En este colchón se duerme de maravilla. (One sleeps beautifully on this mattress.)

En mi oficina de antes se trabajaba mejor. (In my previous office one could work better)

Again, you cannot turn these two sentences into a passive one. They are intransitive verbs.

I hope this clarified it.

Inma

DeborahC1Kwiziq community member

Hola Inma,

I'm having similar problems as Graeme, and I have a follow up question to this example:

Tardaron mucho en construír los apartamentos = impersonal sentence

Se tardó mucho en construir este hospital = passive sentence

So as I understood it now, the 3rd person singular se sentence (tardó) was not correct for this specific test, because it was asking to translate the English sentence into Spanish using an impersonal sentence. And since tardar is a transitive verb, it can only form a passive se sentence and not an impersonal one...?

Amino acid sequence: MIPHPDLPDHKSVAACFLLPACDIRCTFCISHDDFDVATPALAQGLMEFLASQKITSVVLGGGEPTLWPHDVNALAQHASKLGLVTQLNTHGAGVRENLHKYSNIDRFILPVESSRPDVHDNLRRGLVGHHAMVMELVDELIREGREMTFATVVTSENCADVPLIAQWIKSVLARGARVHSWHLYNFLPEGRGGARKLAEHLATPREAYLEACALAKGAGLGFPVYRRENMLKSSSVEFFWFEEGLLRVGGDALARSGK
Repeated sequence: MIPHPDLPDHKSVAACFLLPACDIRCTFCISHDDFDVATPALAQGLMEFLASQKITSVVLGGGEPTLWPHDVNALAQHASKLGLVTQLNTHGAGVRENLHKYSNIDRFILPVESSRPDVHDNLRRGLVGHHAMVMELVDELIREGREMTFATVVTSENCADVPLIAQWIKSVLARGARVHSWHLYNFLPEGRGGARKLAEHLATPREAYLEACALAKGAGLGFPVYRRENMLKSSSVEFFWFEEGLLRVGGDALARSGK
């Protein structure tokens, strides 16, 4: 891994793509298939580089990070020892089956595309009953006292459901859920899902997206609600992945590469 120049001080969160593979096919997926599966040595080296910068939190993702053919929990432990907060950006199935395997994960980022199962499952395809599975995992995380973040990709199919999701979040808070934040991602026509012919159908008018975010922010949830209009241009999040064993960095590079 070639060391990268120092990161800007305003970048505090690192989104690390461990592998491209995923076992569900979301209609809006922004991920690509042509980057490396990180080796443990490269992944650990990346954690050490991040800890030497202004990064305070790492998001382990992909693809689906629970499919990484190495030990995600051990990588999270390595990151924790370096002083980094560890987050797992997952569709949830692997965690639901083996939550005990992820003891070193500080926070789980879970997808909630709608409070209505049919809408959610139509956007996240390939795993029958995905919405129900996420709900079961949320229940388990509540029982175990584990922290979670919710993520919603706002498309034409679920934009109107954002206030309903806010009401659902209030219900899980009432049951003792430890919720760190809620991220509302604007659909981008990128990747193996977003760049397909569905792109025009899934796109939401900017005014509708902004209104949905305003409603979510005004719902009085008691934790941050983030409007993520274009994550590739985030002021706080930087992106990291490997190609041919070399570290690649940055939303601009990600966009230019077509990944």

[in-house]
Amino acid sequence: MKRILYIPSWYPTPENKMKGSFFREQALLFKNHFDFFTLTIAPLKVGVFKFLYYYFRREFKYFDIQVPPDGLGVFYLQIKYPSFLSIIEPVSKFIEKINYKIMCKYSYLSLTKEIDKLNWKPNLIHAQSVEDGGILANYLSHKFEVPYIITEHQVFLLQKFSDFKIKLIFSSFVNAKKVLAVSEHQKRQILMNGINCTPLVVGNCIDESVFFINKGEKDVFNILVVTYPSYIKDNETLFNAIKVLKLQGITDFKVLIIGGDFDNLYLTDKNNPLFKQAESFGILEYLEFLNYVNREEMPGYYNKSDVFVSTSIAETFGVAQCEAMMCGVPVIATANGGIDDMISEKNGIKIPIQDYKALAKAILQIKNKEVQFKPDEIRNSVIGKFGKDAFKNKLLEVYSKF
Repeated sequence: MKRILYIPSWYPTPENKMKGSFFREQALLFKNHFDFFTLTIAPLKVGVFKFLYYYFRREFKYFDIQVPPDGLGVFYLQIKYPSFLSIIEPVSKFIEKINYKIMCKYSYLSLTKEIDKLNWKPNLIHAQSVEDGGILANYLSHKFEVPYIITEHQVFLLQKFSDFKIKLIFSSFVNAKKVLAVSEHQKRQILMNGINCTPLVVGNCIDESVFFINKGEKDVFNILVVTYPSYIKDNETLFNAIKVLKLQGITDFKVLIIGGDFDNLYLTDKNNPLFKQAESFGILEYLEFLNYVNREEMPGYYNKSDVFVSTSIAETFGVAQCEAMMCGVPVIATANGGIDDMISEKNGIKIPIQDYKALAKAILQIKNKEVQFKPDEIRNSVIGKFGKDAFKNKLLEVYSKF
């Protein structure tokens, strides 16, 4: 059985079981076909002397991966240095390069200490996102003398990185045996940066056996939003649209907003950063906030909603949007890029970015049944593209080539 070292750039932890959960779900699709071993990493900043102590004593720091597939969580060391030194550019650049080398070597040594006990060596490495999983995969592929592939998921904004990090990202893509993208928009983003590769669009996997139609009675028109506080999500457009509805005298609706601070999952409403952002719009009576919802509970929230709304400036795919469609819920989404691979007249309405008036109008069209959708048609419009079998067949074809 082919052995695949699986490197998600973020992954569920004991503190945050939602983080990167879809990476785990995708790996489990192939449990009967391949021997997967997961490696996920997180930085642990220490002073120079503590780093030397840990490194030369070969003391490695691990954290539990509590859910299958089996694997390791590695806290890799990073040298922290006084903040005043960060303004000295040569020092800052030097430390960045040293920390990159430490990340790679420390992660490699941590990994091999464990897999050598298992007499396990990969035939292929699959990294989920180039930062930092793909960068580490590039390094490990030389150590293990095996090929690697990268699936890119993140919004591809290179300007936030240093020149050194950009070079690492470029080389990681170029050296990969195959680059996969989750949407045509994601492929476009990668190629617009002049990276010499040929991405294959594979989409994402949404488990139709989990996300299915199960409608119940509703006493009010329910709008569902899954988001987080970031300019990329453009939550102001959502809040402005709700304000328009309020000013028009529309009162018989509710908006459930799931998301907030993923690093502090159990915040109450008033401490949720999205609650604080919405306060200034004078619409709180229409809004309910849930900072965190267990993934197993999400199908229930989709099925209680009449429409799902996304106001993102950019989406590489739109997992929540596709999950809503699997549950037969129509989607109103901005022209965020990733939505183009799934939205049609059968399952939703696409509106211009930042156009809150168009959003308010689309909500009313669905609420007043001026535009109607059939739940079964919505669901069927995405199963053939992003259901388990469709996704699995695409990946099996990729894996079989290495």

But if the task had been to use a passive sentence instead, it would have been correct to use the 3rd person se sentence with tardar?

Coming back to the impersonal sentences. What is the difference when using either the 3rd person se sentence vs. the 3rd person plural one? Is it that the first is only working with intransitive verbs and the latter (also?) with transitive verbs?

Thanks as always :)

Passive 'se' vs Impersonal 3rd person plural

I always equate 'impersonal' with 'passive', as they seem to express the same thing. And, I've always used 'se' to express passive. So using third person is new to me, and I'm confused by this lesson and a question Kwiziq asked me to translate: 

'They took ages to build the hospital'

 among the choices were:

Han tardado mucho en construir el hospital (correct)

Se han tardado mucho en construir el hospital (incorrect)

Can someone explain why the second one is wrong.

Here are two other similar examples I found on Kwiziq that relate to this:

Tardaron mucho en construír los apartamentos = It took a long time to build the apartments.

Se tardó mucho en construir este hospital = It took (them, whoever built it) a long time to build this hospital.